Despite falling in the Calder Cup Finals in 2013, the Crunch, too, are prevalent on this year’s Lightning squad. Seven members of Syracuse’s playoff run from two years ago – Mark Barberio, J.T. Brown, Tyler Johnson, Vladislav Namestnikov, Cedric Paquette, Ondrej Palat, and Andrej Sustr – are on Tampa Bay’s roster.

Dating back to their time with the Crunch, Palat and Johnson have skated together for parts of three seasons, and make up the Lightning’s famous “Triplets” line with fellow Syracuse grad Nikita Kucherov. Palat himself led the entire AHL in playoff scoring in 2013, with seven goals and 26 points in 18 games, while Johnson, the regular-season AHL MVP that year, was right behind him with 10 goals and 21 points in 18 games.

Though the Lightning have a number of heavy hitters and game-changers on their roster, it’s the Crunch alumni, fittingly, that Syracuse head coach Rob Zettler sees making a splash.

“When you blend in that kind of work ethic with high talent, then you really have something,” said Zettler, who was Jon Cooper’s assistant in Syracuse before Cooper was promoted to Tampa. “Both [Palat and Johnson] carry that with them, and they carry a lot of passion for the game. There’s a lot of love for the game of hockey between those two.”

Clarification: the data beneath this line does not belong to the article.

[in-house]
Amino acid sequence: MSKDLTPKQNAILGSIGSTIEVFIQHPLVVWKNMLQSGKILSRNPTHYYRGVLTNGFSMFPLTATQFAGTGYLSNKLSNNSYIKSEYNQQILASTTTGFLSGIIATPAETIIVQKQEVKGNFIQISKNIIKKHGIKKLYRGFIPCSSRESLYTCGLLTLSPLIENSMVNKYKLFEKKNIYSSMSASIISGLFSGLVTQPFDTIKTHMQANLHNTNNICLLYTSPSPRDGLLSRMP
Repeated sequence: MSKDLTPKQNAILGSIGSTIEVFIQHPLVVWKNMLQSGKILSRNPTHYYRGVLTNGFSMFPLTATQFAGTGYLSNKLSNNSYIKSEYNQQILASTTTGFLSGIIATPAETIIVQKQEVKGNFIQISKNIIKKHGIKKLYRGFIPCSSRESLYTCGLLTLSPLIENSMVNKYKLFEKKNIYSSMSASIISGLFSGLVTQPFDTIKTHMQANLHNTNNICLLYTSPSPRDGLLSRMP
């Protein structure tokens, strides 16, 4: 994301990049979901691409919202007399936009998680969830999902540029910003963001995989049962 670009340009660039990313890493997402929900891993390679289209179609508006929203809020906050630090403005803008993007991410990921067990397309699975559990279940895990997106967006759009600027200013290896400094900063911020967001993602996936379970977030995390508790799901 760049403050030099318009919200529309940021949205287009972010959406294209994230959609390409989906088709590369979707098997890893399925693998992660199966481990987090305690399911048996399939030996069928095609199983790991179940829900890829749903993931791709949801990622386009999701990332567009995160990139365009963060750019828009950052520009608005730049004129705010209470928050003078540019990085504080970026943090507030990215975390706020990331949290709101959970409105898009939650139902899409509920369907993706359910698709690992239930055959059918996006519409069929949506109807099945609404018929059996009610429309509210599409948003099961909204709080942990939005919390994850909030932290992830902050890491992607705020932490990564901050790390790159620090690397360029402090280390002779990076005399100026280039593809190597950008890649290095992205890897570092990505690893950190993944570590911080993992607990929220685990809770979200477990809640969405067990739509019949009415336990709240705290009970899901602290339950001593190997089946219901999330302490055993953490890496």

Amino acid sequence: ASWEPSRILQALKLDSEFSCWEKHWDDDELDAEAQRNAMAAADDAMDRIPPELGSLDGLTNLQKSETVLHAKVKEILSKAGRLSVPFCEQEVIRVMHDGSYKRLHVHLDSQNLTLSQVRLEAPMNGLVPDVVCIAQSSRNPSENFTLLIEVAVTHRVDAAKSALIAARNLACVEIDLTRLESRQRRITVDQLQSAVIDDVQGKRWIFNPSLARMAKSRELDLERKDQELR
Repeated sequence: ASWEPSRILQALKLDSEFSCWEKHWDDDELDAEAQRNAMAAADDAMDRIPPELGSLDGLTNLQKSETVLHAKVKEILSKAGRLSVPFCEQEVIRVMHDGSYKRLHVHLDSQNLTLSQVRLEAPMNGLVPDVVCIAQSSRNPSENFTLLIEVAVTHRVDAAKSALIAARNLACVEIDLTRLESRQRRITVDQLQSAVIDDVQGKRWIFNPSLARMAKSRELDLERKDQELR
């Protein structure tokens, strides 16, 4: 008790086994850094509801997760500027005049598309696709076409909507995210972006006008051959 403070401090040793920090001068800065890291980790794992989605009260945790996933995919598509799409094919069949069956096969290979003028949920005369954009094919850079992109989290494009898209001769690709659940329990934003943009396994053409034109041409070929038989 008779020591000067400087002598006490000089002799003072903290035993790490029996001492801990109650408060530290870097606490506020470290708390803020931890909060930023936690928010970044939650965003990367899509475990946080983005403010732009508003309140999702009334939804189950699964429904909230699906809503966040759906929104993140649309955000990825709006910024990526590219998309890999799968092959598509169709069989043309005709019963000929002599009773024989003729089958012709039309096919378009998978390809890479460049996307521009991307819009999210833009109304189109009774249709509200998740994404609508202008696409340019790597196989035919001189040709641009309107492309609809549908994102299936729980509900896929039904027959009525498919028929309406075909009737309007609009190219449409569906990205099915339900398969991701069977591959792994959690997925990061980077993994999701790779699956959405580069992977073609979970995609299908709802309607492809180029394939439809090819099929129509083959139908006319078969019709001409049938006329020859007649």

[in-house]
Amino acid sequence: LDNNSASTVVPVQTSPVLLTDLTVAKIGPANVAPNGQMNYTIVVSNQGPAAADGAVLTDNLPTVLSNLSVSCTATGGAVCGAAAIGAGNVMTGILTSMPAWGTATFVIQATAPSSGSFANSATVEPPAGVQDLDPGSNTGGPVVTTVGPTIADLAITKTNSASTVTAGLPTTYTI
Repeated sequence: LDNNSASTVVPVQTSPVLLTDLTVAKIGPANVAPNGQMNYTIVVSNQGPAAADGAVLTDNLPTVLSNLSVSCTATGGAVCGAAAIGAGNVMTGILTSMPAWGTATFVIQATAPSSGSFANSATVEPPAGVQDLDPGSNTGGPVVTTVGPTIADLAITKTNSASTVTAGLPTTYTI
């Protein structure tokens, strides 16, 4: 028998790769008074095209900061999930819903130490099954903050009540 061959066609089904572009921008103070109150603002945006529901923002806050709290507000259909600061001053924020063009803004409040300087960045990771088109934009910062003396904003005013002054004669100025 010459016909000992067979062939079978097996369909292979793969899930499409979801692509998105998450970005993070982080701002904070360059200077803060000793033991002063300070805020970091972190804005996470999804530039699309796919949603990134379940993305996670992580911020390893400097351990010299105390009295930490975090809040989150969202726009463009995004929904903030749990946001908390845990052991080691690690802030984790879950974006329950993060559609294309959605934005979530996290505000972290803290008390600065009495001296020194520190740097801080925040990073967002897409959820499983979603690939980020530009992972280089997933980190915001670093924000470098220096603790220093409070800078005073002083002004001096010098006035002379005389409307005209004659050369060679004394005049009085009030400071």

Though Palat and Mrazek jump off the page as easy stars for their respective teams during that 2013 run, both Zettler and Blashill have zero hesitation when naming heart-and-soul players that might miss the scoresheet but play an integral role in the team’s success.

“[Luke Glendening] was somebody who started in Toledo (ECHL) that year and earned his way onto our team and then earned his way into a big role with us,” Blashill said. “A lot of nights he was matched up with Tyler Johnson and trying to shut Tyler down, and we all know that’s a real tough task. Luke did it great, and I’m assuming he’ll spend some time this year doing the same thing.

“He’s one of those guys that’s a little unheralded,” Blashill added. “He’s not all over the scoresheet but he’s a big-time winner, and he’s done it at every level.”

For the Crunch, it was J.T. Brown.

“He had a huge impact on the series for us. He’s a real valuable player,” Zettler said. “He played on our checking line throughout the playoffs with Mike Angelidis and J.T. Wyman and played against each team’s top line and did an outstanding job for us. He scored some key goals along the way, too.”

With Game 1 in the books as a 3-2 win for Detroit, the series is already taking on a decidedly familiar feel. Crunch graduates Nikita Nesterov (goal) and Alex Killorn (assist) got on the scoresheet for the Lightning, while Glendening scored the winning goal shorthanded on a spectacular backhand shot early in the third period, and Mrazek’s 44 saves earned him First Star honors in his first career Stanley Cup Playoff game.

“[Mrazek’s] a guy who I always thought, one of his greatest strengths is that he doesn’t get nervous,” Blashill said. “In high-pressure situations, he was always able to stay calm and really execute. It wouldn’t surprise me if he was able to do that again.”